Narrow Fair Use Ruling Permits Limited Library Uses, Shoots Down Replacement Copying

We received yesterday’s Second Circuit decision in Authors Guild v. HathiTrust with mixed feelings.  The decision was not a total victory for either side.  While the Court, over our objections, allowed HathiTrust to maintain its database of digitized books in light of the present security protections, the Court was clear that any breach of that security leaves HathiTrust at risk of future litigation.  We also were pleased that the Court refused to issue the blanket approval HathiTrust requested to use the database to replace books in its holdings that had reached the end of their physical life and vacated the District Court decision on that point.  Overall, we also were heartened that the Court, while approving two very limited uses of the database—for word search and display to the disabled—emphasized that the decision did not extend to the display of the text of the books to all HathiTrust users, or even authorize universal display of snippets.

The Authors Guild remains committed to the notion that the digital revolution cannot come at the cost of authors’ rights to preserve writing as a livelihood.  Our pursuit of this claim led directly to HathiTrust’s abandonment of the Orphan Works Project, which would have posed a major threat to authors’ rights by allowing these libraries to fully display their digital copies of in-copyright works with no more basis than the bare claim that they couldn’t find the rights-holders.  The related case against Google will come before the Court next.  We continue to believe that it is fundamentally unfair for Google to make use of the entire text of copyrighted books for its own commercial purposes without any compensation to authors.

Comments: more
  • jem jem

    From Page 31-5 of the above ruling: “Weighing the factors together, we conclude that the doctrine of fair use allows the Libraries to provide full digital access to copyrighted works to their print‐disabled patrons.”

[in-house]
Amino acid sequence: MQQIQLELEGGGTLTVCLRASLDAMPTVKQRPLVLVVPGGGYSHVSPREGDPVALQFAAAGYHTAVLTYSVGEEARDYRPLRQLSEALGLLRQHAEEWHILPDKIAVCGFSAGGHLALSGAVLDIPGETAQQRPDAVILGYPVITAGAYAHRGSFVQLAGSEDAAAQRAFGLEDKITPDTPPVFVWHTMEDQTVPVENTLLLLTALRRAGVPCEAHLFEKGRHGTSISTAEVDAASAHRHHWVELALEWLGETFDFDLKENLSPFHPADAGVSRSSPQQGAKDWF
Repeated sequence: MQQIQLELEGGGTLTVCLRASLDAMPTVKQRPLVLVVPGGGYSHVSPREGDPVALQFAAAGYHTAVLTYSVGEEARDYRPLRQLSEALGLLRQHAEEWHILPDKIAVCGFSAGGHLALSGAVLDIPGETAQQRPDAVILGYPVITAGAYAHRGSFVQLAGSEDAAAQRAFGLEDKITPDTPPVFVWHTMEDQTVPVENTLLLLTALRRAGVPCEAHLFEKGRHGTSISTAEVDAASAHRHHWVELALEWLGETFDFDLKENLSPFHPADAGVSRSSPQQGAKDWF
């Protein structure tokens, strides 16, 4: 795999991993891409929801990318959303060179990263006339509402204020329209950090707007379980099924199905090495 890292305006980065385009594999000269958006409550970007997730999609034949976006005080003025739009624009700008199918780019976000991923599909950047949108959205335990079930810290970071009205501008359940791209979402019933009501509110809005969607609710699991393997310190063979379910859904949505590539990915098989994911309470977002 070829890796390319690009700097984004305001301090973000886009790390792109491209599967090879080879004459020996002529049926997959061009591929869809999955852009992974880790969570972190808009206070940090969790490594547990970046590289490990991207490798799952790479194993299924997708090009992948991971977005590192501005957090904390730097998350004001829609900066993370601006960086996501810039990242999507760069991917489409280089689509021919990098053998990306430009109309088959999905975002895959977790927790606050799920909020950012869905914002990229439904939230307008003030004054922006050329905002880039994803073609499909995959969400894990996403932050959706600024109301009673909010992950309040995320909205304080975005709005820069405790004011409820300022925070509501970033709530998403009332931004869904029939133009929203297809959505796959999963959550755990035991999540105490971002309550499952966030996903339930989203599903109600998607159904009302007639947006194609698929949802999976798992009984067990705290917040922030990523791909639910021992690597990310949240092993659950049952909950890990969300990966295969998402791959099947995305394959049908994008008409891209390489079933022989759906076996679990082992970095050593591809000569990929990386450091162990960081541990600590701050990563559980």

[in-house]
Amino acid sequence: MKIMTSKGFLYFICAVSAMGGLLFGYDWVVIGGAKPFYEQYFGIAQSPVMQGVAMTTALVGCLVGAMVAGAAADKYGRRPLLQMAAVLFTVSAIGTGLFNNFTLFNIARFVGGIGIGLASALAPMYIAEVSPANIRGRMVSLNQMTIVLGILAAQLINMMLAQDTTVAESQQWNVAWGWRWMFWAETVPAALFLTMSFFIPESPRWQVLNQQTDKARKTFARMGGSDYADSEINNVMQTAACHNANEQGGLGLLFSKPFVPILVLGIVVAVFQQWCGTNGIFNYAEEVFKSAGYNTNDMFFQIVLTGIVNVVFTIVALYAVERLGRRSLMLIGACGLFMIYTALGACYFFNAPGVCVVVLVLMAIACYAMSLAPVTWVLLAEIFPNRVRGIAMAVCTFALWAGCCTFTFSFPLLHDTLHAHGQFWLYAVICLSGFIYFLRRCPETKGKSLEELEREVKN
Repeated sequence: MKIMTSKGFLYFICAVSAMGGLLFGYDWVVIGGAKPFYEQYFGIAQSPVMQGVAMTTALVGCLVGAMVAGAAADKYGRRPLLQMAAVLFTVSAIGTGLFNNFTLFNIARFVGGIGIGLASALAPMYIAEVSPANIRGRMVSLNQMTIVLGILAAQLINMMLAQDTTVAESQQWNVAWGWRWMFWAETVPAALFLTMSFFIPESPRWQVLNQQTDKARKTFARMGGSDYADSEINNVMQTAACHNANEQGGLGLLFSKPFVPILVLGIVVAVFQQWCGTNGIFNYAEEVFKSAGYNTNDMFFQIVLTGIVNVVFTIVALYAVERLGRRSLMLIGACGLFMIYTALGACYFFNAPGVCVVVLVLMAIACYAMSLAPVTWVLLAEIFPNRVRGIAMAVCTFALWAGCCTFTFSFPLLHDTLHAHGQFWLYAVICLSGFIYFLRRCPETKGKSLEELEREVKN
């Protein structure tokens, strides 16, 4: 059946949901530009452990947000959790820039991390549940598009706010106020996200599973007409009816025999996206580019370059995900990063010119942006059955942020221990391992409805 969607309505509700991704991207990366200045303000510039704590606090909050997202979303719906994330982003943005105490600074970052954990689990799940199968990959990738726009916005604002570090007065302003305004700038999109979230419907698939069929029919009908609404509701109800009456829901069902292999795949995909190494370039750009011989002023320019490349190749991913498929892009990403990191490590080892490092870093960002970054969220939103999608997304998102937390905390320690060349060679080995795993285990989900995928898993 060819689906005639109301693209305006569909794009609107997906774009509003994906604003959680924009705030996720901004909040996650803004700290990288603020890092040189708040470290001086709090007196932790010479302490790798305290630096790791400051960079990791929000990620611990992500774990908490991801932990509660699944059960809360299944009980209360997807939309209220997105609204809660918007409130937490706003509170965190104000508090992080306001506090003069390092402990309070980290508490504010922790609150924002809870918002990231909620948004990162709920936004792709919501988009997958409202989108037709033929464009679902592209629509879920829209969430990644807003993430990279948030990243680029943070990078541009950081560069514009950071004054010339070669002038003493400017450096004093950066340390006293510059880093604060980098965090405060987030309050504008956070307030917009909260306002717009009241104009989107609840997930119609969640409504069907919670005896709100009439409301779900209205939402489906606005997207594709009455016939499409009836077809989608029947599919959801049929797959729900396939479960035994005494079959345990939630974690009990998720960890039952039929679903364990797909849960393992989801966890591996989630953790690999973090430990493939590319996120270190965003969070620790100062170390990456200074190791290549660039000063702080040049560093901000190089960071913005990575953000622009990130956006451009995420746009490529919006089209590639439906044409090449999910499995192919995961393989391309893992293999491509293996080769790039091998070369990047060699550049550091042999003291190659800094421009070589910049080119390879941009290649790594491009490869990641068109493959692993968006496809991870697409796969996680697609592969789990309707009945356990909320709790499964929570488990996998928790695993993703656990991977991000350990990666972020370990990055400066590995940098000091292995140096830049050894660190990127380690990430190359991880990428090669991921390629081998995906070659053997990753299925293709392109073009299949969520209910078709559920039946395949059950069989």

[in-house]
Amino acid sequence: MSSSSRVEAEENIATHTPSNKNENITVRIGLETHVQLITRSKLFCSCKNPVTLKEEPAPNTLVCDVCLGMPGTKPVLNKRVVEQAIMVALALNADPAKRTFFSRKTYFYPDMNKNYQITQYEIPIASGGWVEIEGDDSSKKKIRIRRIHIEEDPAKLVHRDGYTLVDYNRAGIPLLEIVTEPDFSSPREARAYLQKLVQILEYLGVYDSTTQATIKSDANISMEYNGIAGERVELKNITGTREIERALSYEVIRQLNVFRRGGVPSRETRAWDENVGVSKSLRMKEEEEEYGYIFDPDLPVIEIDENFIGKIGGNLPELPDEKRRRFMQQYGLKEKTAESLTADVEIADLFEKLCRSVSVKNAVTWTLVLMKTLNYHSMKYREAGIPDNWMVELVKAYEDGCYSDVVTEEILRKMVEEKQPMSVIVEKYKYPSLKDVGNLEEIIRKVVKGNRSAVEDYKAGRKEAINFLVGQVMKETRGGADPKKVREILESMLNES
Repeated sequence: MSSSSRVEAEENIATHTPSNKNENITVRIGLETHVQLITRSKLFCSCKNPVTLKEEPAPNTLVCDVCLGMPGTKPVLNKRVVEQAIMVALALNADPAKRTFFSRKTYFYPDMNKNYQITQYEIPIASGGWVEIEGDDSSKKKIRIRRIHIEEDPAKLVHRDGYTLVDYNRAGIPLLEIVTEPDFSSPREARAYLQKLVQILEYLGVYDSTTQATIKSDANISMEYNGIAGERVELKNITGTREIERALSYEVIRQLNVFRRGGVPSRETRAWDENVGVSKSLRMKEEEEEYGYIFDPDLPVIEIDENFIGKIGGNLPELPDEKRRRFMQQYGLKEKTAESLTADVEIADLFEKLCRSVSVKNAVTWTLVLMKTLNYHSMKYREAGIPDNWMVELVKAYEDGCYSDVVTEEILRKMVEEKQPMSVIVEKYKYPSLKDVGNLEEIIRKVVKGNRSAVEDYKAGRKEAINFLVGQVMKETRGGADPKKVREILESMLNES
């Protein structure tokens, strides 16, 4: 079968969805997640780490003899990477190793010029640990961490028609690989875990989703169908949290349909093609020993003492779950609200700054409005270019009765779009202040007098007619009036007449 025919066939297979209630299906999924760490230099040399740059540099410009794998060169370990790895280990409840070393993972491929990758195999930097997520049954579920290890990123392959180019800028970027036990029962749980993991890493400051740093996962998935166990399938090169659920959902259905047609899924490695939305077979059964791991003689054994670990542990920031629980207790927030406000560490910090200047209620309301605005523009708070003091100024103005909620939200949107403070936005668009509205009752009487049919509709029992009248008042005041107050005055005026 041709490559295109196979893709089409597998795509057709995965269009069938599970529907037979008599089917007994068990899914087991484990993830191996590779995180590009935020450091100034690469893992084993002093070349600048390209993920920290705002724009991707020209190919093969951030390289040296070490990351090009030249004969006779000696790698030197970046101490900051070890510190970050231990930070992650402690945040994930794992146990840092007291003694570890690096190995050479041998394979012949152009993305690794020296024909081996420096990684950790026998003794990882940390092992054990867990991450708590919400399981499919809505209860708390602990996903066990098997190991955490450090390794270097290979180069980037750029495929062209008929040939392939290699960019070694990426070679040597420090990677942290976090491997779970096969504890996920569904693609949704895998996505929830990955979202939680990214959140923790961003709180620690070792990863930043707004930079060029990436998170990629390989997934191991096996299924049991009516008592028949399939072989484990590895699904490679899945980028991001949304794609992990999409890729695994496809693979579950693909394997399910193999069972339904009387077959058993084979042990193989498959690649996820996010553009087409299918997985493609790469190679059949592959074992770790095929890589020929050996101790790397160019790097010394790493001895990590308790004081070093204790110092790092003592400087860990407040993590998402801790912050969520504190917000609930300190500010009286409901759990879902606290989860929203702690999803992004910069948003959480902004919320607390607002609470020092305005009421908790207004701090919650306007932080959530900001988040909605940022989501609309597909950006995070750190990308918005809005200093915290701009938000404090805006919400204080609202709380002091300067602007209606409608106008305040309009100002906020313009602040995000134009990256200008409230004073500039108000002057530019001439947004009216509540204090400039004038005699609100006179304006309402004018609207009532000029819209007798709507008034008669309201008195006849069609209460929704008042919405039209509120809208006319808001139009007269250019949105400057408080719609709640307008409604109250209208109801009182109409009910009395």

From National Federation of the Blind (NFB) Intervenor Statement 10JUN2014:

    “Among other things, the ruling means that libraries need not rely on the provisions of copyright law relating specifically to access by the disabled in order to provide access to their collections for print-disabled readers.”

    Page 31 Footnote 7: “In light of our holding, we need not consider whether the disability‐access use is protected under the Chafee Amendment, 17 U.S.C. § 121.”

    Association of American Publishers (AAP) Amicus brief (In support of Appellants) Doc 75 Pg 14 references a US Supreme Court decision 2010: ‘Courts should not interpret any statutory provision “in a manner that would render another provision superfluous.”’

  • patsilver09

    Thank goodness the Authors Guild is doing its best to protect the rights of we who earn a living with our writing.

  • http://dpb.bitbucket.com/ David Branner

    With respect: do you not wonder if all of copyright law has become irrelevant to the way people “consume content” now? I deal extensively with people a generation younger than I am, and most of them seem to feel that it is normal and acceptable to read books they haven’t paid for in some form — and the same with listening to music and watching movies. If you ask otherwise law-abiding people about copyright they usually answer in terms of corporations, rather than the creators of works, being the owners of the terrific majority of copyrighted matter. It is hard to argue persuasively about the rights and wrongs of copyright infringement in this environment.

    If disregard for copyright is now the overwhelming will of society, what kind of enforcement can there ever be, whatever laws the creators of works manage to get passed?